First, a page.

First, where's the search box? Are you looking for a white or light-colored box in the upper right corner or perhaps top center? It's not there. There's a magnifying class in the upper left corner, but no search box.
There's no law that says you have to put a search box in the upper right corner. But is it any more difficult than putting it where people typically look for it?
I checked several familiar sites and in each case the search was top center or top right: Amazon, CNN, Fox News, and Ebay. I didn't omit mentioning a website because it didn't fit the pattern. They all put their search top center or top right. The ones that only display a search icon (not a box) always put it in the upper right corner.
Product search is a critical feature on Amazon.com. If you view the site on a smaller screen or in a smaller window, which elements are hidden? Anything but the product search. Is search an important feature on ZDNet's site? I don't know.
ZDNet's search isn't hidden, but it's not where you look for it. That's hardly the end of the world. But they're okay with making you scan the top of the page looking for it, for no apparent reason. Strike one.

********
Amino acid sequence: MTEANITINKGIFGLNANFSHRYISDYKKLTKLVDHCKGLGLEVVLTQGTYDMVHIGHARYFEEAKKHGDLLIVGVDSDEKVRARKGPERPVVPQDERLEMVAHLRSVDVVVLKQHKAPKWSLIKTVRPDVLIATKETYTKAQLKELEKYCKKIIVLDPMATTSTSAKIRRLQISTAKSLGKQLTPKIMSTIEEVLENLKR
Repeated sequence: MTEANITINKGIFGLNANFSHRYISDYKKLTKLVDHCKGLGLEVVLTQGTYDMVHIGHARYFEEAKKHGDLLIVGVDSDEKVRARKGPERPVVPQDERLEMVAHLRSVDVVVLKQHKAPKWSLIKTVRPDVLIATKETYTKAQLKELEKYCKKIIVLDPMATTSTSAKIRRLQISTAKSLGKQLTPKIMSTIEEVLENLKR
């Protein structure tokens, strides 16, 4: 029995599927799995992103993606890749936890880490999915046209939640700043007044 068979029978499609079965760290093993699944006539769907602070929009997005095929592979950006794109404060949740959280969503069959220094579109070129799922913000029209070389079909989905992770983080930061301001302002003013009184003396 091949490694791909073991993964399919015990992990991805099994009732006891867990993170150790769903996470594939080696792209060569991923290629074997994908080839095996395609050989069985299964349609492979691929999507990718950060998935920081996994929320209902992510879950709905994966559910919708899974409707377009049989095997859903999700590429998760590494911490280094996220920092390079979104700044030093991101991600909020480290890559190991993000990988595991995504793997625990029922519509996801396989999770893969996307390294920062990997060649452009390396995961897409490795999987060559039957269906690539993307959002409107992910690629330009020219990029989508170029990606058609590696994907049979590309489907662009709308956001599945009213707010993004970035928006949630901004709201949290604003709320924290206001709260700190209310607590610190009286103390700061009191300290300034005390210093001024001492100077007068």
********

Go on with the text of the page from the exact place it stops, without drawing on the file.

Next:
Using Chrome, Edge, and Firefox on Windows and Chrome on Android, what happens when I click the magnifying class search icon in the upper left corner? Nothing. In Chrome the tab indicates that a page is loading, but then it stops, and nothing has changed.
Now I feel stupid. Did I only think I clicked on it? Did I miss? I thought I knew how to do this. If I click again I get to the next step, so it must have been me, right? No, I reloaded the page and tried again and again with the same result. After experimenting I determined that it's not that it misses the first click. It just takes about 5-10 seconds after page load to wire up a response to the click event. That's seven seconds of clicking on an icon that does nothing.